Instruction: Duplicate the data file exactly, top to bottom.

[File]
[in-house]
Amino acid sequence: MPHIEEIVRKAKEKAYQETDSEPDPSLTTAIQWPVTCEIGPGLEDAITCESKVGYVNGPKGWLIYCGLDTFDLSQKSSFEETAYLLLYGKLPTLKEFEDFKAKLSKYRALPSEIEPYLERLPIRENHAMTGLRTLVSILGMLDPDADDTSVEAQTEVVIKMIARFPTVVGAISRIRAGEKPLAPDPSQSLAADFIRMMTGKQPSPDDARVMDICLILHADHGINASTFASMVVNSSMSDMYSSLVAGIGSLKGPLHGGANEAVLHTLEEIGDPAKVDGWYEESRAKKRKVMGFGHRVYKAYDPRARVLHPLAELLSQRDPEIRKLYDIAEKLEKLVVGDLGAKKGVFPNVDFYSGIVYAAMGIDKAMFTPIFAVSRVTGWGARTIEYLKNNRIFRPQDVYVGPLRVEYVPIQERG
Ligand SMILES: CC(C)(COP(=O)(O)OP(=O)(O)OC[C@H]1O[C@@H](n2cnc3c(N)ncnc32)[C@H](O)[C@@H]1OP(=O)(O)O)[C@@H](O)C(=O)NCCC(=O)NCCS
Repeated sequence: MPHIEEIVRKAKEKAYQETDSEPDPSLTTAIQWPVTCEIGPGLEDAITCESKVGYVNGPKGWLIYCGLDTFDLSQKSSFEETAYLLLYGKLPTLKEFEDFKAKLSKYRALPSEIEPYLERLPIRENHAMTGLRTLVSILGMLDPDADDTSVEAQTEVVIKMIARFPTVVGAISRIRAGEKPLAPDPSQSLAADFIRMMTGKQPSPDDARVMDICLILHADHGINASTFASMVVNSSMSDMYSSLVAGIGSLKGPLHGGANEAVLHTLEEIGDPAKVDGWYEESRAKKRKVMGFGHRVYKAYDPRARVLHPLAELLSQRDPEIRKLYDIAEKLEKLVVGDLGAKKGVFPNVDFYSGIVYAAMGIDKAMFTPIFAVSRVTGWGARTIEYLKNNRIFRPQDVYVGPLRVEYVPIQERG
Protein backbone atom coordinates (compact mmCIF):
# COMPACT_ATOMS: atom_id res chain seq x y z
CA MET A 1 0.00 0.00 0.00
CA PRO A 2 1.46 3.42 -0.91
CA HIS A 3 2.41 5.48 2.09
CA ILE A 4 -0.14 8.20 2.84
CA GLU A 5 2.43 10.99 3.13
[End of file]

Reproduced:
[in-house]
Amino acid sequence: MPHIEEIVRKAKEKAYQETDSEPDPSLTTAIQWPVTCEIGPGLEDAITCESKVGYVNGPKGWLIYCGLDTFDLSQKSSFEETAYLLLYGKLPTLKEFEDFKAKLSKYRALPSEIEPYLERLPIRENHAMTGLRTLVSILGMLDPDADDTSVEAQTEVVIKMIARFPTVVGAISRIRAGEKPLAPDPSQSLAADFIRMMTGKQPSPDDARVMDICLILHADHGINASTFASMVVNSSMSDMYSSLVAGIGSLKGPLHGGANEAVLHTLEEIGDPAKVDGWYEESRAKKRKVMGFGHRVYKAYDPRARVLHPLAELLSQRDPEIRKLYDIAEKLEKLVVGDLGAKKGVFPNVDFYSGIVYAAMGIDKAMFTPIFAVSRVTGWGARTIEYLKNNRIFRPQDVYVGPLRVEYVPIQERG
Ligand SMILES: CC(C)(COP(=O)(O)OP(=O)(O)OC[C@H]1O[C@@H](n2cnc3c(N)ncnc32)[C@H](O)[C@@H]1OP(=O)(O)O)[C@@H](O)C(=O)NCCC(=O)NCCS
Repeated sequence: MPHIEEIVRKAKEKAYQETDSEPDPSLTTAIQWPVTCEIGPGLEDAITCESKVGYVNGPKGWLIYCGLDTFDLSQKSSFEETAYLLLYGKLPTLKEFEDFKAKLSKYRALPSEIEPYLERLPIRENHAMTGLRTLVSILGMLDPDADDTSVEAQTEVVIKMIARFPTVVGAISRIRAGEKPLAPDPSQSLAADFIRMMTGKQPSPDDARVMDICLILHADHGINASTFASMVVNSSMSDMYSSLVAGIGSLKGPLHGGANEAVLHTLEEIGDPAKVDGWYEESRAKKRKVMGFGHRVYKAYDPRARVLHPLAELLSQRDPEIRKLYDIAEKLEKLVVGDLGAKKGVFPNVDFYSGIVYAAMGIDKAMFTPIFAVSRVTGWGARTIEYLKNNRIFRPQDVYVGPLRVEYVPIQERG
Protein backbone atom coordinates (compact mmCIF):
# COMPACT_ATOMS: atom_id res chain seq x y z
CA MET A 1 0.00 0.00 0.00
CA PRO A 2 1.46 3.42 -0.91
CA HIS A 3 2.41 5.48 2.09
CA ILE A 4 -0.14 8.20 2.84
CA GLU A 5 2.43 10.99 3.13